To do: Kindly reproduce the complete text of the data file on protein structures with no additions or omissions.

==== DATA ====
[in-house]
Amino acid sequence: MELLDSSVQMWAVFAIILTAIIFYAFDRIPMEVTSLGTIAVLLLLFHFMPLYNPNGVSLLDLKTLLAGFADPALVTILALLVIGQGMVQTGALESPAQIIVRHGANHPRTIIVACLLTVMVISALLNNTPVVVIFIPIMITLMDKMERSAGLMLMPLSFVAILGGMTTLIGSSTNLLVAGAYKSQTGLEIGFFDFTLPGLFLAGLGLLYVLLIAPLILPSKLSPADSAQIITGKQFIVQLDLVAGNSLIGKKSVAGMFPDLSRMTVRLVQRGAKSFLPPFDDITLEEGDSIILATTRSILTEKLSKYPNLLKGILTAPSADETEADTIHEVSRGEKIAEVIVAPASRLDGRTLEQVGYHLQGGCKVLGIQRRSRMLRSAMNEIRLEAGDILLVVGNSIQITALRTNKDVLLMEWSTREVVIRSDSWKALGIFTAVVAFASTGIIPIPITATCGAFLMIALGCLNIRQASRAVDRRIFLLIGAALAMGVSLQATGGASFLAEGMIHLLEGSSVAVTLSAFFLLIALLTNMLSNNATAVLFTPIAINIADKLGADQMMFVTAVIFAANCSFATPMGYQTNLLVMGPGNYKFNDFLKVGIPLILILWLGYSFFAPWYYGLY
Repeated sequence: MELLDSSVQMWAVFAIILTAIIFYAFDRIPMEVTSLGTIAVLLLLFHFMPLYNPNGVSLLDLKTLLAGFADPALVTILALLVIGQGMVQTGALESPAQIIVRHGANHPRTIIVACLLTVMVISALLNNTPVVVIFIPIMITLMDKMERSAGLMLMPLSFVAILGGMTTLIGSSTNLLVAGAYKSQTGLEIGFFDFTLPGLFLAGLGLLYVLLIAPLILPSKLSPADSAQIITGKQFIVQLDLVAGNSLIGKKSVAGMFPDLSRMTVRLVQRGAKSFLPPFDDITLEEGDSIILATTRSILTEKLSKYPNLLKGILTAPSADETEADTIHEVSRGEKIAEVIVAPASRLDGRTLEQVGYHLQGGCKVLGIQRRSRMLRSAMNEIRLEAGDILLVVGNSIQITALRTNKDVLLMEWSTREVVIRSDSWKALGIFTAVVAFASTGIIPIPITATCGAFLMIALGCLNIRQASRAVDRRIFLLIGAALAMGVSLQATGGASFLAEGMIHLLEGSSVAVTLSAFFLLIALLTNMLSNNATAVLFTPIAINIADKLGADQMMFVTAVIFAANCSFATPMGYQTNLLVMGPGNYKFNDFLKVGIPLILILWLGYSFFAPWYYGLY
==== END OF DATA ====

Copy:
[in-house]
Amino acid sequence: MELLDSSVQMWAVFAIILTAIIFYAFDRIPMEVTSLGTIAVLLLLFHFMPLYNPNGVSLLDLKTLLAGFADPALVTILALLVIGQGMVQTGALESPAQIIVRHGANHPRTIIVACLLTVMVISALLNNTPVVVIFIPIMITLMDKMERSAGLMLMPLSFVAILGGMTTLIGSSTNLLVAGAYKSQTGLEIGFFDFTLPGLFLAGLGLLYVLLIAPLILPSKLSPADSAQIITGKQFIVQLDLVAGNSLIGKKSVAGMFPDLSRMTVRLVQRGAKSFLPPFDDITLEEGDSIILATTRSILTEKLSKYPNLLKGILTAPSADETEADTIHEVSRGEKIAEVIVAPASRLDGRTLEQVGYHLQGGCKVLGIQRRSRMLRSAMNEIRLEAGDILLVVGNSIQITALRTNKDVLLMEWSTREVVIRSDSWKALGIFTAVVAFASTGIIPIPITATCGAFLMIALGCLNIRQASRAVDRRIFLLIGAALAMGVSLQATGGASFLAEGMIHLLEGSSVAVTLSAFFLLIALLTNMLSNNATAVLFTPIAINIADKLGADQMMFVTAVIFAANCSFATPMGYQTNLLVMGPGNYKFNDFLKVGIPLILILWLGYSFFAPWYYGLY
Repeated sequence: MELLDSSVQMWAVFAIILTAIIFYAFDRIPMEVTSLGTIAVLLLLFHFMPLYNPNGVSLLDLKTLLAGFADPALVTILALLVIGQGMVQTGALESPAQIIVRHGANHPRTIIVACLLTVMVISALLNNTPVVVIFIPIMITLMDKMERSAGLMLMPLSFVAILGGMTTLIGSSTNLLVAGAYKSQTGLEIGFFDFTLPGLFLAGLGLLYVLLIAPLILPSKLSPADSAQIITGKQFIVQLDLVAGNSLIGKKSVAGMFPDLSRMTVRLVQRGAKSFLPPFDDITLEEGDSIILATTRSILTEKLSKYPNLLKGILTAPSADETEADTIHEVSRGEKIAEVIVAPASRLDGRTLEQVGYHLQGGCKVLGIQRRSRMLRSAMNEIRLEAGDILLVVGNSIQITALRTNKDVLLMEWSTREVVIRSDSWKALGIFTAVVAFASTGIIPIPITATCGAFLMIALGCLNIRQASRAVDRRIFLLIGAALAMGVSLQATGGASFLAEGMIHLLEGSSVAVTLSAFFLLIALLTNMLSNNATAVLFTPIAINIADKLGADQMMFVTAVIFAANCSFATPMGYQTNLLVMGPGNYKFNDFLKVGIPLILILWLGYSFFAPWYYGLY